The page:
The State of the NuNiverse: Unbalanced


Once upon a time, the Eleven Races were severely unbalanced. Then, hyperspace and Chunnels were invented; races gained special abilities, fighter production could happen on ships, the Super Spy mission was introduced, and so on — and we were all still unbalanced, but not by as much.

Oh, sure, it was always disadvantageous to play Evil Empire or Robots, but you still got to have massive fleet carrier battles. Privateers could waltz freely through three quarters of the map and Cyborgs could stomp around wherever they damn well pleased, and everyone else adapted. Diplomacy became king, and game balance was almost irrelevant.

But now, that’s changed.

There was a time once when a skilled Privateer could win the game. Strike a neighbor early and steal the good stuff, spread along the Rim and through the center, and soon your fleet’s as big as anyone’s. You could win for the simple reason that everyone else would eventually run out of Lokis and Poppers, and you ruled the Queue.

But it wasn’t fun for anyone else, so a new Queue was introduced. And the Privateer stopped winning so much — except in low-level games, of course.

The Crystal likewise once had its season, when well-timed webs could dominate two adversaries at the same time. Fleets would be stolen and players stifled, and eventually inertia would win it for them because nobody could build enough beam weapons fast enough to stop the Webs from covering half the cluster.

Again, when the Crystal was winning there were ten other players who were no longer having fun, so the new Queue came along and the Crystal began to fade.

The Fascists build one of the weakest battleships in the game. Their only saving grace was the Glory Device, which not only protects against all cloakers, it also creates guided missiles that can wipe out even the largest enemy fleet in a single blow. The Fascist path to victory likewise followed a stalled build queue… and again was made impossible by the introduction of the new Queue. Oh, now they have Fast Beams, which does give them the chance to strike enemy strongholds, but the Priority Point penalty is so horrific that the price of their guided Glories now outweighs the gain.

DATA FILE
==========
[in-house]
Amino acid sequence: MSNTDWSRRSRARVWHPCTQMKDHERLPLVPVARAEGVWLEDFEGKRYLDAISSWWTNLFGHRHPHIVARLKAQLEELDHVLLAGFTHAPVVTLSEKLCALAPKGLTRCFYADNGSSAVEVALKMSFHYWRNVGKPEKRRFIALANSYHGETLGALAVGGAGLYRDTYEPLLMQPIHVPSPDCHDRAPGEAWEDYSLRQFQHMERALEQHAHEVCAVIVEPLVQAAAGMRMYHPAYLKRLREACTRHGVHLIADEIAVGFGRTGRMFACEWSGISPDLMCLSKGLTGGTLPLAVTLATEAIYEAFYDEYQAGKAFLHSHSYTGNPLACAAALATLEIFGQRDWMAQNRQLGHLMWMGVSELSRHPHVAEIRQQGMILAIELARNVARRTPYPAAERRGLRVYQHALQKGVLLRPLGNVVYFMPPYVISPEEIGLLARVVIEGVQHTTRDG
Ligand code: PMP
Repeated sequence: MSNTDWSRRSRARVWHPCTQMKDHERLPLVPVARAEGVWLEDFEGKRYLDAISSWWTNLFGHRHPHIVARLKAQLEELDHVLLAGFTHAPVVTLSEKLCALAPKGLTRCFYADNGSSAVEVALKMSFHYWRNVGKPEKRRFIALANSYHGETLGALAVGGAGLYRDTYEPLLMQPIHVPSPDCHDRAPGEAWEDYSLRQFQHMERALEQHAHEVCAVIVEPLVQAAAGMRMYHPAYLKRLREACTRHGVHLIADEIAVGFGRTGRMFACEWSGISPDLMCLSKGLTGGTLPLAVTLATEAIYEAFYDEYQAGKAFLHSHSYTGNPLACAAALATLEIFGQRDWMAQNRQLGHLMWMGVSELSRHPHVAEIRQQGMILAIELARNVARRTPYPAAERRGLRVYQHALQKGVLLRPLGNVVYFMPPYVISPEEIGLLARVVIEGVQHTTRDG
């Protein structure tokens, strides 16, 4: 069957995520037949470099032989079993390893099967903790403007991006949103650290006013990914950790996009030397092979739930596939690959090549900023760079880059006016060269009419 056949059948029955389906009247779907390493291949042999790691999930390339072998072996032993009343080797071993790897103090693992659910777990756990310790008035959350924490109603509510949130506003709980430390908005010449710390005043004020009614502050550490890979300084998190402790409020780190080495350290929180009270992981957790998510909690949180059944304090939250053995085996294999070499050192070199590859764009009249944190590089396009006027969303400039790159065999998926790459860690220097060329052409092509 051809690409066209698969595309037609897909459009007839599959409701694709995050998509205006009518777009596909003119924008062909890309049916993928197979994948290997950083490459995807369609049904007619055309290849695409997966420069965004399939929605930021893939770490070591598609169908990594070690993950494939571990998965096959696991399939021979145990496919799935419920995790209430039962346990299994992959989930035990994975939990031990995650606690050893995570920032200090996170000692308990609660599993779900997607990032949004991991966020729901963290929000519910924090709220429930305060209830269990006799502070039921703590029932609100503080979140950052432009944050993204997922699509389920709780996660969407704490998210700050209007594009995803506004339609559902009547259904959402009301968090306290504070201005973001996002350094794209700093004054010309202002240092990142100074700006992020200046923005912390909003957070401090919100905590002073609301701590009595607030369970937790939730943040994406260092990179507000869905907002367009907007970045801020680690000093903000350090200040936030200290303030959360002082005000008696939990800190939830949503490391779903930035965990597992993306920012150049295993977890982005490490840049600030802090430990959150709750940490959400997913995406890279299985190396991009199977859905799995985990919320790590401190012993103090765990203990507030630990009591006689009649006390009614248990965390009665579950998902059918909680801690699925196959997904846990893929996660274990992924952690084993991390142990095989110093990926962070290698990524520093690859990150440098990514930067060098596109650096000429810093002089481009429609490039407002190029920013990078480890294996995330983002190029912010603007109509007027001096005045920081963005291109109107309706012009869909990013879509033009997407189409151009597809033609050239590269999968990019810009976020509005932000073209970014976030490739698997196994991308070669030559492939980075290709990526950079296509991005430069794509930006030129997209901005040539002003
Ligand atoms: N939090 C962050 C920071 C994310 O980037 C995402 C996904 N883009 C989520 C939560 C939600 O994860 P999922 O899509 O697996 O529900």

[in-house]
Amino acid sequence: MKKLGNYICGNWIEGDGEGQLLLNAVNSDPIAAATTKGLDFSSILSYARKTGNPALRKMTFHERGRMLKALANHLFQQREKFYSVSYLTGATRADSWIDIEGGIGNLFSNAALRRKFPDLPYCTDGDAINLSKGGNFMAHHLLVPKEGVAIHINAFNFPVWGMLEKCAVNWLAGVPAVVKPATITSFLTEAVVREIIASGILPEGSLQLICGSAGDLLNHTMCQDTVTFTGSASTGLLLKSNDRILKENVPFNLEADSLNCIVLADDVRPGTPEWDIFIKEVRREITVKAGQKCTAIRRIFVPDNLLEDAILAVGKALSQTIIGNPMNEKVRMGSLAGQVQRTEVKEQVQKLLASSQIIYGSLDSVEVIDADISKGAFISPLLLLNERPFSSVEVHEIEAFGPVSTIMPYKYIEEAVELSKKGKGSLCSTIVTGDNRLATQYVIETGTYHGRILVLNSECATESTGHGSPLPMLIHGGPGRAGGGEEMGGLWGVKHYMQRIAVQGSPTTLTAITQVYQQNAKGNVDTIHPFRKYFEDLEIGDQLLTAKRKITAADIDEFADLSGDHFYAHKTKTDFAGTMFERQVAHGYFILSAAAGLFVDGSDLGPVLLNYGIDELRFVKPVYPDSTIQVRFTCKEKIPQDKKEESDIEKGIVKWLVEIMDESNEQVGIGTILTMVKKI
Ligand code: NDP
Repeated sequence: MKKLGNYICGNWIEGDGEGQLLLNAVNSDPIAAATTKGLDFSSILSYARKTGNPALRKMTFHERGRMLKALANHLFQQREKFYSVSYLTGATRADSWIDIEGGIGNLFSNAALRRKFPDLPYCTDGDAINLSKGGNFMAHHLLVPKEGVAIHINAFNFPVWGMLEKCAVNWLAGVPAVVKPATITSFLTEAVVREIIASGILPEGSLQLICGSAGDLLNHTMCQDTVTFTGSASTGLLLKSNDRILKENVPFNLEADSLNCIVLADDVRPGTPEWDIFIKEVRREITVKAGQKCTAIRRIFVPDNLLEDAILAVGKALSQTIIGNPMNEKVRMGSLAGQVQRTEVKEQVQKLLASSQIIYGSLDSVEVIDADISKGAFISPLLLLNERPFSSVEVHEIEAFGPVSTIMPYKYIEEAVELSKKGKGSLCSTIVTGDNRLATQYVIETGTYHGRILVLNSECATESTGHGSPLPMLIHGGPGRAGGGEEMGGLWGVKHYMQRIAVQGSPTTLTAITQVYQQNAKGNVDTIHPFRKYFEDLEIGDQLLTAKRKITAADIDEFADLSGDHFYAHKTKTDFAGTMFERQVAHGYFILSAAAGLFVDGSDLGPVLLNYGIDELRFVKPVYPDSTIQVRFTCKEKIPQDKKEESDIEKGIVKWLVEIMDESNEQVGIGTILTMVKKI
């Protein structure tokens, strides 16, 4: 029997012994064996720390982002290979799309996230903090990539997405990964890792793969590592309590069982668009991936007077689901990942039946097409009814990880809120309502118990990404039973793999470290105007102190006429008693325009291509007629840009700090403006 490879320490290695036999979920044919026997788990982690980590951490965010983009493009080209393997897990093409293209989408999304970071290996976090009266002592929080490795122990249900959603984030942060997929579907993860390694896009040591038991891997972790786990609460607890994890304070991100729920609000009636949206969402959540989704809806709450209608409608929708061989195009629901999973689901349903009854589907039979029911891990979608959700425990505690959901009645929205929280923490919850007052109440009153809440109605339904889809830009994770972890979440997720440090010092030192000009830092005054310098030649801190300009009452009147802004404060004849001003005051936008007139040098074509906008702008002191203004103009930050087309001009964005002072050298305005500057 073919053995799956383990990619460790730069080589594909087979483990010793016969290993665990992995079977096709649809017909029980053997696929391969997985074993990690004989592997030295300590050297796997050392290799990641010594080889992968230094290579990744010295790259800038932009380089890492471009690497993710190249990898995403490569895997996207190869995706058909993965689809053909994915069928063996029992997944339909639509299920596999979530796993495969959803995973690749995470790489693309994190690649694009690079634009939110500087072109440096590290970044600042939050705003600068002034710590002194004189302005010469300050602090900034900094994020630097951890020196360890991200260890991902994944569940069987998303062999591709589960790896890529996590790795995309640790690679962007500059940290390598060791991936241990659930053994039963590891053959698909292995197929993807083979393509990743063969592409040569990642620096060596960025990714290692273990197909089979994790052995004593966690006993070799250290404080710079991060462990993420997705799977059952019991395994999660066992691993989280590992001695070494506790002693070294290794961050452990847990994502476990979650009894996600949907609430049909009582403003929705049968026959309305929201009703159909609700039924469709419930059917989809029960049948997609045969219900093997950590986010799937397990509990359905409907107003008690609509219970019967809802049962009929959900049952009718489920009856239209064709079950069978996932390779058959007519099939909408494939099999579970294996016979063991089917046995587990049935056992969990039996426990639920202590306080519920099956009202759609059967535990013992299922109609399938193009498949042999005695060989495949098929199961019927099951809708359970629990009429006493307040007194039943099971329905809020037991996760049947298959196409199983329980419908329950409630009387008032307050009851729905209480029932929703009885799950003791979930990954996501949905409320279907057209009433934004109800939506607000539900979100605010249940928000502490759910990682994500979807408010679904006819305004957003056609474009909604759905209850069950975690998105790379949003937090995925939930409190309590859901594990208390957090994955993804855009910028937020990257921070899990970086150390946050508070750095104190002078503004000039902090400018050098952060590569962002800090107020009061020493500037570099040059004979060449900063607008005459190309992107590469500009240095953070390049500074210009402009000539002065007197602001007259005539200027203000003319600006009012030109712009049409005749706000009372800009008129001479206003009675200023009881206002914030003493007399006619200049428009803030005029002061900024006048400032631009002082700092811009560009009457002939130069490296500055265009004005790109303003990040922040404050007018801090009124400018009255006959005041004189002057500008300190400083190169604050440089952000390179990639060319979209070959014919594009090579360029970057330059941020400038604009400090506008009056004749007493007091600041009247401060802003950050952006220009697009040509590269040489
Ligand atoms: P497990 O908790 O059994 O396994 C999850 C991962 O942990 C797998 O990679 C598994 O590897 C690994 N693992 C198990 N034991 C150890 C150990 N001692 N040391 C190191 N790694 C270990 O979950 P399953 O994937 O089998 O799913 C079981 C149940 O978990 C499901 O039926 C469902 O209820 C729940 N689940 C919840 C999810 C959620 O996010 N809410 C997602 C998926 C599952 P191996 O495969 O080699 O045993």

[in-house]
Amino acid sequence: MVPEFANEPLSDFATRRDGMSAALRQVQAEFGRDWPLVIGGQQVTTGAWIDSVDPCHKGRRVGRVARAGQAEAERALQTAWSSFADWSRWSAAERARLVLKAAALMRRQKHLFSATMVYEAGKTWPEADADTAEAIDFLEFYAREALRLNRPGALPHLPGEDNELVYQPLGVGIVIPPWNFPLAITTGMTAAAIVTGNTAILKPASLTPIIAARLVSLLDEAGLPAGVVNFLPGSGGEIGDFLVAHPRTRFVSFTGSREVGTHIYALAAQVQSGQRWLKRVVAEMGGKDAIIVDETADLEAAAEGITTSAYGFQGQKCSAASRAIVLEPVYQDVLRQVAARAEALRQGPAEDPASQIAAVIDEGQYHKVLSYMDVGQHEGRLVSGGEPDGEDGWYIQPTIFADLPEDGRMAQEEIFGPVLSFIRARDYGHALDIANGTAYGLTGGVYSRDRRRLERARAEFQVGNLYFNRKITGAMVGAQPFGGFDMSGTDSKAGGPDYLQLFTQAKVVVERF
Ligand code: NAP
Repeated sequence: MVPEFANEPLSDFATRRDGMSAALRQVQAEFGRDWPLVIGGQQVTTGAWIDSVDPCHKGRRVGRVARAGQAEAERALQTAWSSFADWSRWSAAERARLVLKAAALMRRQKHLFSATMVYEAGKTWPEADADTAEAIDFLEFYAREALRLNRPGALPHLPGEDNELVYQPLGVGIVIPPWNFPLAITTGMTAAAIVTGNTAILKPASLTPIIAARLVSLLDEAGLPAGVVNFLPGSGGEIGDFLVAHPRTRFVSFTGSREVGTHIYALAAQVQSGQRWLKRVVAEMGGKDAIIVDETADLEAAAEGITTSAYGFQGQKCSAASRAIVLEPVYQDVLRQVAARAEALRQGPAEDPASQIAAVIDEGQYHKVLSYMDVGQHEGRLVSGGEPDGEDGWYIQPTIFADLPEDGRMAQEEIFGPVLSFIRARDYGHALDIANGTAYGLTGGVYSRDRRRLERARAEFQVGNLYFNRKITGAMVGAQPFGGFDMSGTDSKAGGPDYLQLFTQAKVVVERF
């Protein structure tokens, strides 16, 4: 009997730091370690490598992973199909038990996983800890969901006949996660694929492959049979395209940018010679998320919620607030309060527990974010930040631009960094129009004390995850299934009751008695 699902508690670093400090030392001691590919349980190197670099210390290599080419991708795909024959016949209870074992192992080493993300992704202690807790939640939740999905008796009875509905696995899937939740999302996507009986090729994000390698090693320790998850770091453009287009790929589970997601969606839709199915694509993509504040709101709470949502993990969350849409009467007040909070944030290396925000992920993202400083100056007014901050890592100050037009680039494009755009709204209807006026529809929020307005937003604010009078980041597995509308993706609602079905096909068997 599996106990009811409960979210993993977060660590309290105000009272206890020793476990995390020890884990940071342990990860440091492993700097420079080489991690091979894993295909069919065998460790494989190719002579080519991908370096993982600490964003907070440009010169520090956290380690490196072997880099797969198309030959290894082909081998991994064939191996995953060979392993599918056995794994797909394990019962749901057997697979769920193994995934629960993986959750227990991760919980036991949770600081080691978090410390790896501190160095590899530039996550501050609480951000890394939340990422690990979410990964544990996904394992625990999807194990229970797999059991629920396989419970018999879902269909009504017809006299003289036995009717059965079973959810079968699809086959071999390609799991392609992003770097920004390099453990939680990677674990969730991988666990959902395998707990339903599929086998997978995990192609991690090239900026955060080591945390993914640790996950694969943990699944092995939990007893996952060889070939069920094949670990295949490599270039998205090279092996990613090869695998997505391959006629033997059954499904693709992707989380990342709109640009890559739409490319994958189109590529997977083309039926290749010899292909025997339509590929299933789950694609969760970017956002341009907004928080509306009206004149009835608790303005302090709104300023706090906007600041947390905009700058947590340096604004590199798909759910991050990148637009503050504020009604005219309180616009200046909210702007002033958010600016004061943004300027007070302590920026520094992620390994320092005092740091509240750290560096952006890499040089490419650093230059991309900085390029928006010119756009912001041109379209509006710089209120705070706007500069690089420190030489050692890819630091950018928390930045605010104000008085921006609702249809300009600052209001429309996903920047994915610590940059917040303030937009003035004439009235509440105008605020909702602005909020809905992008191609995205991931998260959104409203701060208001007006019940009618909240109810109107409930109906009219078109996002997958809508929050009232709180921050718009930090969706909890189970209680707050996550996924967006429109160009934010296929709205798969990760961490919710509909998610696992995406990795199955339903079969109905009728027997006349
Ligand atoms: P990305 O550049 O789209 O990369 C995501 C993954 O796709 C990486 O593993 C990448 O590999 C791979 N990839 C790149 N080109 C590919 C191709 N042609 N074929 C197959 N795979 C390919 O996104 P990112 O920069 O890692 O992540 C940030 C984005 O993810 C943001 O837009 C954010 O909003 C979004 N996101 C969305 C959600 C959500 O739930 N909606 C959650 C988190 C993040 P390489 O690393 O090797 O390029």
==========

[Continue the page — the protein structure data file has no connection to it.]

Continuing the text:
Other tweaks are made here and there to the game balance; the Tow-drop Chunnel is removed, the Birds are empowered, Merlin queue domination is ineffectively nerfed and then made the only hope of torpedo races… and so on. Diplomacy is restricted, alliances prohibited, and hard work devalued. There’s a pattern: People complain and the game gets tweaked to answer their complaint, over and over — and nobody watches the balance.

Well, now I’m complaining — and with no great hope of being heard, I might add. The newest Queue variant, combined with rapidly advancing FoF in top-level games, will make it impossible for Privateers to win and impracticable for Crystals to do more than stand. The cloaking races are given positional power but no strength; the carrier races are presented with infinite builds and no defense. Rather than an improvement of the balance, instead we have increasing imbalance — and the eventual results become plain to see.

In the new age, Colonies rule, with Rebels and Cyborg close behind. Lizards and Birds have tactical advantages but lose logistically; Fascists are proof against anyone but useless alone. Robots and Empire fail for want of fuel; Privateer and Crystal fail for want of a path to victory; the Federation is as always only useful to other players. The only balance is observable in its absence, and the only certainty is that player drops will decide the fate of the game.